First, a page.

Code Mark-up Language (CodeML)

Many of the most time-consuming, polarizing debates in softwaredevelopment are the constant back-and-forths over trivial codestyle: Tabs or spaces, 2 or 3 spaces, curly bracket at the endof line or beginning of the next, and so on. While C# improvesthings a bit in that it, by default, does some formatting (such ascurly bracket placement), they could have taken it a step further -the source should always be stored in a clear, defined andstandardized XML storage format. e.g.

<namespace name=”Microsoft.LameExample”>
  <class visibility=”public” name=”MyClass”>
    <method visibility=”public” type=”instance”name=”Run”>
      <call>
       <method>System.Windows.Forms.MessageBox.Show</method>
       <parameter>Hello!</parmaeter>
      </call>
    </method>
  </class>
</namespace>

I’m hardly thefirst to advocate this (and of course it’s what most of us thoughtabout when we first started getting a handle on XML many moons ago- how can we apply this to software development), and while Ithought I was original thinking up the term CodeML, there areactually already plenty of references to it out there. It’s apretty obvious idea.

With such a structure not only would language parsing be mucheasier for third-parties to interact with, but most importantly itwould allow each user’s environment to stylistically renderthe code however they want. Source control systems could(should) be schema aware, intelligently doing change management,and we wouldn’t have massive change sets caused by someone runninga reformatter to update to the standard of the day, switching fromtabs to 3 spaces (python’s use of whitespace to meaningfullyindicate blocks/scope is absolutely brilliant, as an aside), orupdating the curly bracket standard. What a complete waste of timeand effort, and what a ridiculous distraction from actually solvingproblems.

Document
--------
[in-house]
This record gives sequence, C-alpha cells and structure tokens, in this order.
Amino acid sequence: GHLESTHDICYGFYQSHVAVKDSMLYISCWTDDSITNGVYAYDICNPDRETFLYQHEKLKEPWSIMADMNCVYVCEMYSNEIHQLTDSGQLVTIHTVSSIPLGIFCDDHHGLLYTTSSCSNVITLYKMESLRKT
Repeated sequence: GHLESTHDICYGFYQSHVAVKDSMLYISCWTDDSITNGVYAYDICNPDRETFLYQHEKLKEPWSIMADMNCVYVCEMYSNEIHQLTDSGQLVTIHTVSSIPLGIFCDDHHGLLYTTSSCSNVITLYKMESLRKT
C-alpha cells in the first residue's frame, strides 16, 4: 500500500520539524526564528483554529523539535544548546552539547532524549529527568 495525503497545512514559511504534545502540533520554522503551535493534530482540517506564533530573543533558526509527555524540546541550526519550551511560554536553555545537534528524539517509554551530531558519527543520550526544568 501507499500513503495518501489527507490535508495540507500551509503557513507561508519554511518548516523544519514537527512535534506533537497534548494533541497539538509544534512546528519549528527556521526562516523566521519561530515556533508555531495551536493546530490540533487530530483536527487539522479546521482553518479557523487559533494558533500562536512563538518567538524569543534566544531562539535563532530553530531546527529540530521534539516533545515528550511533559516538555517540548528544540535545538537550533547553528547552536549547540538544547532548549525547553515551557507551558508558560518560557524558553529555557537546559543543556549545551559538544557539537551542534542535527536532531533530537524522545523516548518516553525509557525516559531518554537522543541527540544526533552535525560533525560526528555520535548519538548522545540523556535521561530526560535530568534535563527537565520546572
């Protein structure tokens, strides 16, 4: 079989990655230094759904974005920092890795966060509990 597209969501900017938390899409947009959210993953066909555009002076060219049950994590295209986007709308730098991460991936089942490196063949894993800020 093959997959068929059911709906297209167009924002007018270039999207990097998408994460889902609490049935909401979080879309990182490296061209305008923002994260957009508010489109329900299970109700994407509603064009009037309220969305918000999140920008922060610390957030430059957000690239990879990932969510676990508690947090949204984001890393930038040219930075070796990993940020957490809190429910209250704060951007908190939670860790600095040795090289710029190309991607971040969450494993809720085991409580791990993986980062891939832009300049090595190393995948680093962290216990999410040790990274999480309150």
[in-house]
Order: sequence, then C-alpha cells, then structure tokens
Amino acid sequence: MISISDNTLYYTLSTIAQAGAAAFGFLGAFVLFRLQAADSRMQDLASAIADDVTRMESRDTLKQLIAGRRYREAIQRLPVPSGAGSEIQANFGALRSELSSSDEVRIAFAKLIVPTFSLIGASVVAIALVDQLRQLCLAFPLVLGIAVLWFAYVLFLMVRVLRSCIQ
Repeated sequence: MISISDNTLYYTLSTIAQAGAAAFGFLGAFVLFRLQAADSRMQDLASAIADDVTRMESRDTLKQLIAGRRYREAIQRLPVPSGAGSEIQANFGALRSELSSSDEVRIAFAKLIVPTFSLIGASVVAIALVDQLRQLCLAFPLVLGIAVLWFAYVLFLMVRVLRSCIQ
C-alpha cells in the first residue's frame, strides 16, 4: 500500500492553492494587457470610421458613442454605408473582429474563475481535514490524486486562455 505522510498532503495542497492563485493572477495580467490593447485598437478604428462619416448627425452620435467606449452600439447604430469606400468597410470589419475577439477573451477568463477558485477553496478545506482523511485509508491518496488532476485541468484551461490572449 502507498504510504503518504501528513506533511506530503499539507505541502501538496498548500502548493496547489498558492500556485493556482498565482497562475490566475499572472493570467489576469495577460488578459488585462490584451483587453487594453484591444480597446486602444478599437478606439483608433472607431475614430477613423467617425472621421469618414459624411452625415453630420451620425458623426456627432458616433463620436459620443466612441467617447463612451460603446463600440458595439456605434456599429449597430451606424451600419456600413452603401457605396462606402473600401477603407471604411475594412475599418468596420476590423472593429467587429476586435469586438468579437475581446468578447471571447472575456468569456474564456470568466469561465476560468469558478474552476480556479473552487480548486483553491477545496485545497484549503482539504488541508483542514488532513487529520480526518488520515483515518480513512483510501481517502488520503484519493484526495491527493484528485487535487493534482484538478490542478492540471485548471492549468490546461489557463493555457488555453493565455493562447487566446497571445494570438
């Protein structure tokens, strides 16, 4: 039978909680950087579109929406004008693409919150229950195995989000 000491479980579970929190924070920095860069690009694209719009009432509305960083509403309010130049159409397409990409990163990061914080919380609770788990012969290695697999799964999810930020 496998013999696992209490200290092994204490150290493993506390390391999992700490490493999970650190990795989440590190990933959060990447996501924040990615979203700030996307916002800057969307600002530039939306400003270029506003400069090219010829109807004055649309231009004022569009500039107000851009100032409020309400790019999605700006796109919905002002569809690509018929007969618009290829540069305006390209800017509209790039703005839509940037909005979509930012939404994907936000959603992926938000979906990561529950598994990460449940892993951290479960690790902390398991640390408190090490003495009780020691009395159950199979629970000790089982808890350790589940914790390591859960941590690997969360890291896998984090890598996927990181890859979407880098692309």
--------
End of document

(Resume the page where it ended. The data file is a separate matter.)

Of course we still have the issue of case sensitivity – I’mstill on the fence about this. I love C & C++, and I’ve alwayshung onto their case sensitivity out of habit (“real programmerspay attention to case”), yet it’s possibly just another needlessdistraction. There really are very few instances where youwant overlapped names, differing only by case.

It was, I think, an ugly decision to incorporate casesensitivity into .NET.

If there were no case sensitivity issues then this too could bean environmental option (e.g. all identifiers are stored in upperor lower case in the XML file, but then rendered according to userpreferences – consts all upper case, parameters camel cased, publicmethods pascal cased, and so on. No need to “correct” such a menialthing in other people’s code. The IDE knows what each of thesethings are and what their visibility is, so there should be no needto crystalize such a pseudo-Hungarian notation in our code).

This is of course just off-the-cuff thoughts after hearing yetanother reformatting debate, so temper your criticism accordingly.I’m also pragmatic enough to realize that making a standardizedschema for something with as many edge conditions and exceptionalcircumstances as source code isn’t quite as easy as itsounds.